Sure, the movie had slow parts.
Sure, the actors looked bored and lost from time to time.
Sure, some of the line readings were hilarious in ways that may not have been intentional.
I sort of didn’t care.
This, this is not the X-men movie of my heart. Time has moved on and we can’t have that movie anymore. It’s, honestly, probably for the best. (Though give me a Showtime or HBO mini-series of the Bill Sienkiewicz New Mutants, set in the 80s, a glorious and loving re-creation, PLEASE.)
What this movie is, is a translation of a few themes that deeply matter to me.
1. Erik Lensherr Cannot Catch A Fucking Break.
2. Jean Grey Cannot Catch a Fucking Break.
3. Charles Xavier Is The Worst.
4. X-Men Are So Wrapped Up In Their Bullshit They Never See Each Other Unless They Are In Love And Then Only Partially.
5. X-Men Never Play To Win, They Play To Die With Integrity.
That last one, I didn’t notice that last theme until I was listening to Jay and Miles XPlain the X-Men discussing the Inferno crossover event. And, yeah, that’s really true. I hadn’t entirely noticed it when I was a teenager, but that is the X-Men. Knowing you can’t win, and fighting anyway.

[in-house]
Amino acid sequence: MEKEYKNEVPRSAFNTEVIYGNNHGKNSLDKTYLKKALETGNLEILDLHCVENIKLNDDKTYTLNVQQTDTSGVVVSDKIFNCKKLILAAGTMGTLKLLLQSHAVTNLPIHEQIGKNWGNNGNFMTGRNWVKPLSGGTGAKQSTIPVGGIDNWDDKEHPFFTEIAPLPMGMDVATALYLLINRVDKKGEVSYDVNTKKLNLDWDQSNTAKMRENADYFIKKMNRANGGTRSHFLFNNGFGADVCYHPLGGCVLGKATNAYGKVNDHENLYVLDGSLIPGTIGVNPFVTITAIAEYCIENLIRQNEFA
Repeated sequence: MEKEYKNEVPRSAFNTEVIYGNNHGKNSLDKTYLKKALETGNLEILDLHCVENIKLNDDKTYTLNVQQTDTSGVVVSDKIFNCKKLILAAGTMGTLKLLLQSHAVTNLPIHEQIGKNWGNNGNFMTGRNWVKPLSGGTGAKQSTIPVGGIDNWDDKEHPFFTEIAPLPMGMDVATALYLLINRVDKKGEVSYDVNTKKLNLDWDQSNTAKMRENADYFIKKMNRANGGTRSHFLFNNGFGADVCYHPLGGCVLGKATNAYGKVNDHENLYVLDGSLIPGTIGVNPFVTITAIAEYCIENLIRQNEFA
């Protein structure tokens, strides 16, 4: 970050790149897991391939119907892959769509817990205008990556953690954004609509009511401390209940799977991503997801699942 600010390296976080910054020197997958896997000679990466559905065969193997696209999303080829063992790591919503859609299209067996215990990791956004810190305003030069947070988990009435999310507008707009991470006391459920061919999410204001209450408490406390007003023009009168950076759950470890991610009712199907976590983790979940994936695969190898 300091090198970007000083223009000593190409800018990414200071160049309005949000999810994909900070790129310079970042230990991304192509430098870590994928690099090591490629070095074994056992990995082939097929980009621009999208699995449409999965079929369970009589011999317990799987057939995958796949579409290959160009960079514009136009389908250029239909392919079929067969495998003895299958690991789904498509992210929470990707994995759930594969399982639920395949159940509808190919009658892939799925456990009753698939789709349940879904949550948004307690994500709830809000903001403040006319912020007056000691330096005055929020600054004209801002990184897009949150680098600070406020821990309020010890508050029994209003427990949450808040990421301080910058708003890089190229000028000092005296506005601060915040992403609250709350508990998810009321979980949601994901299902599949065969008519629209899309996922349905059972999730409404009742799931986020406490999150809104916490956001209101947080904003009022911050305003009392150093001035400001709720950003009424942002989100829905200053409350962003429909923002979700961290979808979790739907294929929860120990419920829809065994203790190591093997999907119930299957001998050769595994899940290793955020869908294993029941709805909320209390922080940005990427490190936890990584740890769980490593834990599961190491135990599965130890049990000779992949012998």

I wonder how much of that is centered in Cold War feelings? The notion that absolutely nothing you do will matter because we will all die in ten years. So what you do matters only to yourself, internally. You make no mark. You leave no legacy. You die alone and only you know the manner of your life, the reasons why you stood your ground.
The X-Men are like that. And these X-Men, these 1980s movie X-Men, they are like that. Doing what they think is right and important, for no credit, believing that they will not survive.
I genuinely enjoyed this movie.
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